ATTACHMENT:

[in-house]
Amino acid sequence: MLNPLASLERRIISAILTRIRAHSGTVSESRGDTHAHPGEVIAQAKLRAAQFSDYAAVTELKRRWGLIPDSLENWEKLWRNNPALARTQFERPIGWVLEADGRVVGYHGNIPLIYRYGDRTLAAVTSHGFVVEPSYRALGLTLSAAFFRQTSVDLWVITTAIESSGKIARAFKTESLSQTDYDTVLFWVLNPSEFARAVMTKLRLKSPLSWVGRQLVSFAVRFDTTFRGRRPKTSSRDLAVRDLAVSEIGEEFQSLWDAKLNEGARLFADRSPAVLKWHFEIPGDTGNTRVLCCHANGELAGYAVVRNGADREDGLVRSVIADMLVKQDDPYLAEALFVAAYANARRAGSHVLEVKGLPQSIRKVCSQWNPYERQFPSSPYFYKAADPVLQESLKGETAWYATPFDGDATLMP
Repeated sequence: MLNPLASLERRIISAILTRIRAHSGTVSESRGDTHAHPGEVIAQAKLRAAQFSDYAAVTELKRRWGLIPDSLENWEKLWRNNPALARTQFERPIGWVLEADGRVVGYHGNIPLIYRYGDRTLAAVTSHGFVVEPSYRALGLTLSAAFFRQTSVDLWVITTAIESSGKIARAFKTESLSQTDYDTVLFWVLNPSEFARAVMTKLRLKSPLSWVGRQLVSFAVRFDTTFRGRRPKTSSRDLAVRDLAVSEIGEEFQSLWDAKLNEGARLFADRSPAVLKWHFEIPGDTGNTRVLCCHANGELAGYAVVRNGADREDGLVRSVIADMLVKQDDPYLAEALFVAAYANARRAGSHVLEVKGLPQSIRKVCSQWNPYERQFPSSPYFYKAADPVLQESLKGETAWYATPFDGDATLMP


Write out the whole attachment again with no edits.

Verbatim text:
[in-house]
Amino acid sequence: MLNPLASLERRIISAILTRIRAHSGTVSESRGDTHAHPGEVIAQAKLRAAQFSDYAAVTELKRRWGLIPDSLENWEKLWRNNPALARTQFERPIGWVLEADGRVVGYHGNIPLIYRYGDRTLAAVTSHGFVVEPSYRALGLTLSAAFFRQTSVDLWVITTAIESSGKIARAFKTESLSQTDYDTVLFWVLNPSEFARAVMTKLRLKSPLSWVGRQLVSFAVRFDTTFRGRRPKTSSRDLAVRDLAVSEIGEEFQSLWDAKLNEGARLFADRSPAVLKWHFEIPGDTGNTRVLCCHANGELAGYAVVRNGADREDGLVRSVIADMLVKQDDPYLAEALFVAAYANARRAGSHVLEVKGLPQSIRKVCSQWNPYERQFPSSPYFYKAADPVLQESLKGETAWYATPFDGDATLMP
Repeated sequence: MLNPLASLERRIISAILTRIRAHSGTVSESRGDTHAHPGEVIAQAKLRAAQFSDYAAVTELKRRWGLIPDSLENWEKLWRNNPALARTQFERPIGWVLEADGRVVGYHGNIPLIYRYGDRTLAAVTSHGFVVEPSYRALGLTLSAAFFRQTSVDLWVITTAIESSGKIARAFKTESLSQTDYDTVLFWVLNPSEFARAVMTKLRLKSPLSWVGRQLVSFAVRFDTTFRGRRPKTSSRDLAVRDLAVSEIGEEFQSLWDAKLNEGARLFADRSPAVLKWHFEIPGDTGNTRVLCCHANGELAGYAVVRNGADREDGLVRSVIADMLVKQDDPYLAEALFVAAYANARRAGSHVLEVKGLPQSIRKVCSQWNPYERQFPSSPYFYKAADPVLQESLKGETAWYATPFDGDATLMP